Mumun pottery

In the Mumun Pottery Period (1500–300 BC), plain coarse pottery replaced earlier comb-pattern wares, possibly as a result of the influence of new populations migrating to Korea from Manchuria and Siberia. This type of pottery typically has thicker walls and displays a wider variety of shapes, indicating improvements in kiln technology. This period is sometimes called the Korean bronze age, but bronze artifacts are relatively rare and regionalized until the 7th century BC.

Rice cultivation

Sometime around 1200 to 900 BC, rice cultivation was introduced to Korea, most likely from China by way of Manchuria. The people also farmed native grains such as millet and barley, and domesticated livestock.

Bronze tools

The beginning of the Bronze Age on the peninsula is usually said to be 1000 BC, but estimates range from the 15th to 8th centuries BC. Although the Korean Bronze Age culture derives from the Liaoning and Manchuria, it exhibits unique typology and styles, especially in ritual objects.

By the 7th century BC, a Bronze Age material culture, with influences from northeastern China as well as Siberia and Scythian bronze styles, flourishes on the peninsula. Korean bronzes contain a higher percentage of zinc than those of the neighboring bronze cultures. Bronze artifacts, found most frequently in burial sites, consist mainly of swords, spears, daggers, small bells, and mirrors decorated with geometric patterns.

Gojoseon's development seems linked to the adoption of bronze technology. Its singularity finds its most notable expression in the idiosyncratic type of bronze swords, or mandolin-shaped daggers (비파형동검, 琵琶形銅劍). The mandolin-shape dagger is found in the regions of Liaoning, Manchuria down to the Korean peninsula. It suggest the existence of Gojoseon dominions, at least in the area shown on the map. Remarkably, the shape of the "mandolin" dagger of Gojoseon differs significantly from the sword artifacts found in China.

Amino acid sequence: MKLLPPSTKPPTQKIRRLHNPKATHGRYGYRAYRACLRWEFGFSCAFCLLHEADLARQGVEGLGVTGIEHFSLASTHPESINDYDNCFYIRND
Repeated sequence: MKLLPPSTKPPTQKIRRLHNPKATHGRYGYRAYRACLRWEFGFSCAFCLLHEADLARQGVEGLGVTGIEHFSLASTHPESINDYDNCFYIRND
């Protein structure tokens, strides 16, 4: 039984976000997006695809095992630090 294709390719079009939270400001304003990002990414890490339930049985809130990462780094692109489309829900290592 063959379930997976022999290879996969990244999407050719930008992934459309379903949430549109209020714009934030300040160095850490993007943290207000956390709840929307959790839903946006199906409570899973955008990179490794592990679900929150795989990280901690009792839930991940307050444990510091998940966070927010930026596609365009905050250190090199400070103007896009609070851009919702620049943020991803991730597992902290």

Dolmen tombs

Around 900 BC, burial practices become more elaborate, a reflection of increasing social stratification. Goindol, the Dolmen tombs in Korea and Manchuria, formed of upright stones supporting a horizontal slab, are more numerous in Korea than in other parts of East Asia. Other new forms of burial are stone cists (underground burial chambers lined with stone) and earthenware jar coffins. The bronze objects, pottery, and jade ornaments recovered from dolmens and stone cists indicate that such tombs were reserved for the elite class.

Around the 6th century BC, burnished red wares, made of a fine iron-rich clay and characterized by a smooth, lustrous surface, appear in dolmen tombs, as well as in domestic bowls and cups.

Iron culture

Around this time, Jin-guk occupied the southern part of the Korean peninsula. Very little is known about this state, except it was the apparent predecessor to the Samhan confederacies.

Around 300 BC, iron technology was introduced into Korea from China. Iron was produced locally in the southern part of the peninsula by the second century BC. According to Chinese accounts, iron from the lower Nakdong River valley in the southeast, was valued throughout the peninsula and Japan.

Proto-Three Kingdoms

Numerous small states and confederations arose from the remnants of Gojoseon, including Goguryeo, Buyeo, JeonJoseon, Okjeo, and Dongye. Three of the Chinese commanderies fell to local resistance within a few decades, but the last, Lelang, remained an important commercial and cultural outpost until it was destroyed by the expanding Goguryeo in 313.

King Jun of Gojoseon is said to have fled to the state of Jin in southern Korean peninsula. Jin developed into the Samhan confederacies, the beginnings of Baekje and Silla, continuing to absorb migration from the north. Goguryeo, Baekje, and Silla gradually grew into the Three Kingdoms of Korea that dominated the entire peninsula by around the 4th century.

See also

Notes